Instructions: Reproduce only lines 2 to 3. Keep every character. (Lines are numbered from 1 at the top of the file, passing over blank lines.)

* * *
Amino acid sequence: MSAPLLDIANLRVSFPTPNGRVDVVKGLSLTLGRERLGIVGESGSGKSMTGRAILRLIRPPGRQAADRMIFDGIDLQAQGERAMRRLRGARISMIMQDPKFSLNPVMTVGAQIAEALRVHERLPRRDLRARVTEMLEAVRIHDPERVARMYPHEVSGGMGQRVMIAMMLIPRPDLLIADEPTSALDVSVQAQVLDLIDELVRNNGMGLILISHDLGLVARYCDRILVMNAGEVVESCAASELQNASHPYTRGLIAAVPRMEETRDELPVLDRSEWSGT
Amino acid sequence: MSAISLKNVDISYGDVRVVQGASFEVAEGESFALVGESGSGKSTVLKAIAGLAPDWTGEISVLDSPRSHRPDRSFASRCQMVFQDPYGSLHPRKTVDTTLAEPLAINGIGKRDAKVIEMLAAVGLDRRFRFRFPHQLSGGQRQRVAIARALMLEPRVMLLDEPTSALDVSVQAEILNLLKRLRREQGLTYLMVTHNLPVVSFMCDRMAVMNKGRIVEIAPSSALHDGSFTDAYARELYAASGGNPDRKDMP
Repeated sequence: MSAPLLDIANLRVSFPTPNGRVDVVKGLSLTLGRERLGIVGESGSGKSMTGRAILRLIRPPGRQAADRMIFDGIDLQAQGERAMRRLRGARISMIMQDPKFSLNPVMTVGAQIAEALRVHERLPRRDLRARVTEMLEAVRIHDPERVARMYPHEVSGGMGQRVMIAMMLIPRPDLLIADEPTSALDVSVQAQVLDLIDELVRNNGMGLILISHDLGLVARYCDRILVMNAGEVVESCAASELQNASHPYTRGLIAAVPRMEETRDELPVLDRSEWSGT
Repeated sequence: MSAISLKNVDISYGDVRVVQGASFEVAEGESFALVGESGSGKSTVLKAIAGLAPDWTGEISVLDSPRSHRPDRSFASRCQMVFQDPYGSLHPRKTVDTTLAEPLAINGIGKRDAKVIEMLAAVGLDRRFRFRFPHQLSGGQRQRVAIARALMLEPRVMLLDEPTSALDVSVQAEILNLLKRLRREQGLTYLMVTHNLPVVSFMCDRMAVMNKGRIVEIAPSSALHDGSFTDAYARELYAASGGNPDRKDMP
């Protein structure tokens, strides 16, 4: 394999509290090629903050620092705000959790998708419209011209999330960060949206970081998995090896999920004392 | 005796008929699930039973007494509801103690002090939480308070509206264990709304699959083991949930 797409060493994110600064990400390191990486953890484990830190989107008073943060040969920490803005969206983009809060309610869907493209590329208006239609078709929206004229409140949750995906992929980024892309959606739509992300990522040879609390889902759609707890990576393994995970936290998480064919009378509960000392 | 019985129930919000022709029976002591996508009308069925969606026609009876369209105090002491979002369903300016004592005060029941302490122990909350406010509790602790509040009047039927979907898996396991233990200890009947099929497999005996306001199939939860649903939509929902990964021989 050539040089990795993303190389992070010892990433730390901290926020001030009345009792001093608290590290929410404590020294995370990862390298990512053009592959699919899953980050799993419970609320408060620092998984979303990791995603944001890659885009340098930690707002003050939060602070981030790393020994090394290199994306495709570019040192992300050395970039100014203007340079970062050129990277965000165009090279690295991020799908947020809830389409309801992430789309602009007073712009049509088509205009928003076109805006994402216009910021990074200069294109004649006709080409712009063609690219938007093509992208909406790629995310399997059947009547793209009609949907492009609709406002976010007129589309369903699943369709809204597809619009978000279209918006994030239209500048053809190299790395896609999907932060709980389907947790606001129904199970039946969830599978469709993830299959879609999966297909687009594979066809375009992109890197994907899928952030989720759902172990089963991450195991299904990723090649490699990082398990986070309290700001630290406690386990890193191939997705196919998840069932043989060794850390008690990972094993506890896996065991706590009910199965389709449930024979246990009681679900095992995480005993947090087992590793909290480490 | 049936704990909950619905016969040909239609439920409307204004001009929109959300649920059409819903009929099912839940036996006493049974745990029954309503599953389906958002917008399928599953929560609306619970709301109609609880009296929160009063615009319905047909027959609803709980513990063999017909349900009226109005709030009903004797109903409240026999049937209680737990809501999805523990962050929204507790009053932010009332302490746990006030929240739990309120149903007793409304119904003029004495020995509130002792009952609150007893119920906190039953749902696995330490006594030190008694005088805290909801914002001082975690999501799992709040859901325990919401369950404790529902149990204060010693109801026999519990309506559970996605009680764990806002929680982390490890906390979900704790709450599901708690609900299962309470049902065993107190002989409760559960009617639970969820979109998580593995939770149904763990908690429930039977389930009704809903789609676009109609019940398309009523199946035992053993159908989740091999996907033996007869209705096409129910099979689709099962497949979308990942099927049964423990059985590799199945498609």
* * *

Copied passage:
Amino acid sequence: MSAISLKNVDISYGDVRVVQGASFEVAEGESFALVGESGSGKSTVLKAIAGLAPDWTGEISVLDSPRSHRPDRSFASRCQMVFQDPYGSLHPRKTVDTTLAEPLAINGIGKRDAKVIEMLAAVGLDRRFRFRFPHQLSGGQRQRVAIARALMLEPRVMLLDEPTSALDVSVQAEILNLLKRLRREQGLTYLMVTHNLPVVSFMCDRMAVMNKGRIVEIAPSSALHDGSFTDAYARELYAASGGNPDRKDMP
Repeated sequence: MSAPLLDIANLRVSFPTPNGRVDVVKGLSLTLGRERLGIVGESGSGKSMTGRAILRLIRPPGRQAADRMIFDGIDLQAQGERAMRRLRGARISMIMQDPKFSLNPVMTVGAQIAEALRVHERLPRRDLRARVTEMLEAVRIHDPERVARMYPHEVSGGMGQRVMIAMMLIPRPDLLIADEPTSALDVSVQAQVLDLIDELVRNNGMGLILISHDLGLVARYCDRILVMNAGEVVESCAASELQNASHPYTRGLIAAVPRMEETRDELPVLDRSEWSGT